Now instructors often try to introduce stress to drills. They do this in many ways, including yelling at opportune moments and changing factors, among other things. Even better, many instructors have ranges where multiple scenarios can be set up beforehand, or even shoot houses that add in the use of cover and clearing. Gunsite Academy has excellent shoot houses, as well as numerous ranges and courses that add difficulty and realism.
However, most people train by themselves or with a friend or two at gun ranges with standard lanes and static targets. At these places it is difficult, if not impossible, to set up scenarios and moving courses. But, shooters can still add stress to training, especially if they get creative.
Get Physical to Add Stress to Training
The simplest and cheapest way to add stress to training is with physical exercise. A gunfight makes hearts pump and breath short, just like exercise. Additionally, exercising prepares a person for what the body might actually go through. And considering the growing size of Americans, most of us could use more exercise. Even better, exercise can be tailored to target specific reactions to the stress of a gunfight.
The simplest, and probably most needed, is running. Place the gun on the bench or in a holster and sprint between 30 and 50 yards, and then back again. Another way is to quickly do pushups, ranging from 20 to 50; do as many you can perform to make the arms burn and breath fast. Then, fire a string, whether with a handgun for a long gun.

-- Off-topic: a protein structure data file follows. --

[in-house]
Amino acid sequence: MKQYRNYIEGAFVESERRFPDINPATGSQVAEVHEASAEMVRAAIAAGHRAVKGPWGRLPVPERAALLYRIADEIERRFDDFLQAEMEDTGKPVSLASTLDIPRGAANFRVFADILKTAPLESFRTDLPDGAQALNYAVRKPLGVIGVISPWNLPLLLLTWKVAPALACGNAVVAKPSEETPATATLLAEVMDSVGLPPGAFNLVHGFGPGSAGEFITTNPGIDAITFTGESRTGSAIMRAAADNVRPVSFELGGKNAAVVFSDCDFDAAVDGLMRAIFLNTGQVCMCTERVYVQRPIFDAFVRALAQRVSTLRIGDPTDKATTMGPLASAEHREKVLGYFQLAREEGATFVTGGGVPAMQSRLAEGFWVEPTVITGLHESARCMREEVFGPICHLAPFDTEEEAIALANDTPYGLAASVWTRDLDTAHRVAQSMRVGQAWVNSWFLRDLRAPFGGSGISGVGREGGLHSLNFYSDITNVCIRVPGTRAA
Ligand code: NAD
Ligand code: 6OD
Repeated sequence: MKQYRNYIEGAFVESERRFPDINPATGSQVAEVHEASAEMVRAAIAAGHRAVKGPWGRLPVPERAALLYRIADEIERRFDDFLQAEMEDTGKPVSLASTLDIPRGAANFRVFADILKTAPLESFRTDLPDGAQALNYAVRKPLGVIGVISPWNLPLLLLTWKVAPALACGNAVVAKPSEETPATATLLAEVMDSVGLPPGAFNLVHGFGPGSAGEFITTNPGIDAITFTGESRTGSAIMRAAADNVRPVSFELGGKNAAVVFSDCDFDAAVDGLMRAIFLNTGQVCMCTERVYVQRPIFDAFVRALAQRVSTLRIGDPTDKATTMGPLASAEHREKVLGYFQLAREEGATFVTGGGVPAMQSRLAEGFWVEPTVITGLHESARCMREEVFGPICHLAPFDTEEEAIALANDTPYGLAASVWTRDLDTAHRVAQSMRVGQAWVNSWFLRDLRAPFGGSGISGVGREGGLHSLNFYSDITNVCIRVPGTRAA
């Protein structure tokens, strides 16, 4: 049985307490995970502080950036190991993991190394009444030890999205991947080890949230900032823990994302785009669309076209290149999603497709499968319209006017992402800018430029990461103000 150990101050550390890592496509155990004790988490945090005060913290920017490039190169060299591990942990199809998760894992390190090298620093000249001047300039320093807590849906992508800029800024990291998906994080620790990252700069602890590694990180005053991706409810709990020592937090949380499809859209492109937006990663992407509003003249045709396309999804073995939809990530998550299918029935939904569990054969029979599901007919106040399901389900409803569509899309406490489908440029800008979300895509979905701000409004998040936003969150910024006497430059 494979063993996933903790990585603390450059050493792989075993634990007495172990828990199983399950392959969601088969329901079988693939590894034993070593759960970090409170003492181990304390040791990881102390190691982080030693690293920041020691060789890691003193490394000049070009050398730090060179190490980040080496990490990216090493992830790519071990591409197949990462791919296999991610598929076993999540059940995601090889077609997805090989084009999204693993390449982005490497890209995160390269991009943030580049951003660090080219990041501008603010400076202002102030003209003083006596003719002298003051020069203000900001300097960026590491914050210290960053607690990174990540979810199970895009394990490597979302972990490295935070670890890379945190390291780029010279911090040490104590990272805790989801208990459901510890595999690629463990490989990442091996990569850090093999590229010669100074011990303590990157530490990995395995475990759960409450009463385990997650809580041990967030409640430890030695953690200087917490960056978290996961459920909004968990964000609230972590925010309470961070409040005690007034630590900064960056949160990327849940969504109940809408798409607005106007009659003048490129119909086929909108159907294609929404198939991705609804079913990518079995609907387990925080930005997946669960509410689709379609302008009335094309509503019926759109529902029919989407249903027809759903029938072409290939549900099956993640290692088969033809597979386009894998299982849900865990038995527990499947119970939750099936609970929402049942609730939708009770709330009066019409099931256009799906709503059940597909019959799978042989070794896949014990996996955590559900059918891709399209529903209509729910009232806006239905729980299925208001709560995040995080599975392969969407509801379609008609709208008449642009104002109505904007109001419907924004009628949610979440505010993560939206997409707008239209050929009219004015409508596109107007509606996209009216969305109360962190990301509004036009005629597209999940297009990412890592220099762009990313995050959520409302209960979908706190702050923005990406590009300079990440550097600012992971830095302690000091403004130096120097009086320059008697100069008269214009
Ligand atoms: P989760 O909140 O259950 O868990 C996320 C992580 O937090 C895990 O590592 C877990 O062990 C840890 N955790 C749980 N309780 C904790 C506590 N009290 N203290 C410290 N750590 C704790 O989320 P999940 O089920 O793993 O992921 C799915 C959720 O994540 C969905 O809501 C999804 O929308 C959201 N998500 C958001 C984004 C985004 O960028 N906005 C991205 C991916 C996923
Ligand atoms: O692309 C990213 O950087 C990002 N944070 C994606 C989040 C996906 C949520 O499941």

Variations on the shooting strings are pretty much up to the imagination. You can draw from cover and send a double-tap into a silhouette target, conduct a failure drill or just find out how difficult it can be taking an aimed shot into the 10 ring. In fact, exercise can be implemented into most standard drills.
Adding running, or other exercise, to drills increases the heart rate, makes the body short of breath and releases adrenalin. This creates a situation that is at least feels somewhat like a real fight.
Add Stress With Competition
Another way to add stress to training is through competition. It is just natural for human beings to compete, whether individually or on teams. And shooters are worse than most. In fact, shooters often compete with themselves, trying to improve accuracy and speed by shooting a scored target against a timer. Or, shooters can compete against friends for both accuracy and speed.
Shot timers automatically create a certain amount of stress, and it gets stronger when others are involved. No matter the situation, we want to win, and we just seem to want to win more when we’re friends with our competition.
Self-defense situations contain a lot of stress. So, it makes sense to try and add stress to training. Working with instructors who understand this need can be beneficial, but that is just a start. Shooters should constantly look for ways to make training more difficult. Sure, accuracy is important, but it is more important to be accurate under stress.